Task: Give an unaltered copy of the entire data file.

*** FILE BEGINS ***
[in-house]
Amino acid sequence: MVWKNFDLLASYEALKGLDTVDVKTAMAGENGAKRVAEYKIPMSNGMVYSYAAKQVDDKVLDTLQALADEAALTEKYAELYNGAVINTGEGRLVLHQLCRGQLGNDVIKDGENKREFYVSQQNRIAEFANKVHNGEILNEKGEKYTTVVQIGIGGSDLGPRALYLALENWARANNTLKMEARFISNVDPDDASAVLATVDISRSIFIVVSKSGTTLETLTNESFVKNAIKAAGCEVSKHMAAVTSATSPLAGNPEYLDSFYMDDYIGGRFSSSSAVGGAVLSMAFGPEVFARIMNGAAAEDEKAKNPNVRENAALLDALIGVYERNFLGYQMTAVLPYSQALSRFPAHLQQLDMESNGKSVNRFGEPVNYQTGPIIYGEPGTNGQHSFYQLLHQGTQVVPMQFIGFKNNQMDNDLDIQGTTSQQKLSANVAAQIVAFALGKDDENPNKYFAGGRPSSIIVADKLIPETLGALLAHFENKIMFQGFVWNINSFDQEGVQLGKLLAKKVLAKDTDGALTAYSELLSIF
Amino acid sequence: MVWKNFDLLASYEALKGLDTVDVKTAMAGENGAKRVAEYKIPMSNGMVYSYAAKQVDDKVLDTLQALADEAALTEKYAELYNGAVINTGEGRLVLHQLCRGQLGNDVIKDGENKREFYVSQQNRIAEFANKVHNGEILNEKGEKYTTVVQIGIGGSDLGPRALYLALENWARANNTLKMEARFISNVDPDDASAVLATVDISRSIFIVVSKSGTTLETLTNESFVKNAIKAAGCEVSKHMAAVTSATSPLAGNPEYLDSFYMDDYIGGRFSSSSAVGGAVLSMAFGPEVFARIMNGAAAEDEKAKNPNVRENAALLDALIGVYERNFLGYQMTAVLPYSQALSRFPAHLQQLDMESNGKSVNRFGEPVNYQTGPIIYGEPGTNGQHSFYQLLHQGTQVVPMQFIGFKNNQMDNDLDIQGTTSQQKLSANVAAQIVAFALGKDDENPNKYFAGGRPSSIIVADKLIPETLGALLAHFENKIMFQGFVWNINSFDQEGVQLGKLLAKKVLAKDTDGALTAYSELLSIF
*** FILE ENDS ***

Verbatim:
[in-house]
Amino acid sequence: MVWKNFDLLASYEALKGLDTVDVKTAMAGENGAKRVAEYKIPMSNGMVYSYAAKQVDDKVLDTLQALADEAALTEKYAELYNGAVINTGEGRLVLHQLCRGQLGNDVIKDGENKREFYVSQQNRIAEFANKVHNGEILNEKGEKYTTVVQIGIGGSDLGPRALYLALENWARANNTLKMEARFISNVDPDDASAVLATVDISRSIFIVVSKSGTTLETLTNESFVKNAIKAAGCEVSKHMAAVTSATSPLAGNPEYLDSFYMDDYIGGRFSSSSAVGGAVLSMAFGPEVFARIMNGAAAEDEKAKNPNVRENAALLDALIGVYERNFLGYQMTAVLPYSQALSRFPAHLQQLDMESNGKSVNRFGEPVNYQTGPIIYGEPGTNGQHSFYQLLHQGTQVVPMQFIGFKNNQMDNDLDIQGTTSQQKLSANVAAQIVAFALGKDDENPNKYFAGGRPSSIIVADKLIPETLGALLAHFENKIMFQGFVWNINSFDQEGVQLGKLLAKKVLAKDTDGALTAYSELLSIF
Amino acid sequence: MVWKNFDLLASYEALKGLDTVDVKTAMAGENGAKRVAEYKIPMSNGMVYSYAAKQVDDKVLDTLQALADEAALTEKYAELYNGAVINTGEGRLVLHQLCRGQLGNDVIKDGENKREFYVSQQNRIAEFANKVHNGEILNEKGEKYTTVVQIGIGGSDLGPRALYLALENWARANNTLKMEARFISNVDPDDASAVLATVDISRSIFIVVSKSGTTLETLTNESFVKNAIKAAGCEVSKHMAAVTSATSPLAGNPEYLDSFYMDDYIGGRFSSSSAVGGAVLSMAFGPEVFARIMNGAAAEDEKAKNPNVRENAALLDALIGVYERNFLGYQMTAVLPYSQALSRFPAHLQQLDMESNGKSVNRFGEPVNYQTGPIIYGEPGTNGQHSFYQLLHQGTQVVPMQFIGFKNNQMDNDLDIQGTTSQQKLSANVAAQIVAFALGKDDENPNKYFAGGRPSSIIVADKLIPETLGALLAHFENKIMFQGFVWNINSFDQEGVQLGKLLAKKVLAKDTDGALTAYSELLSIF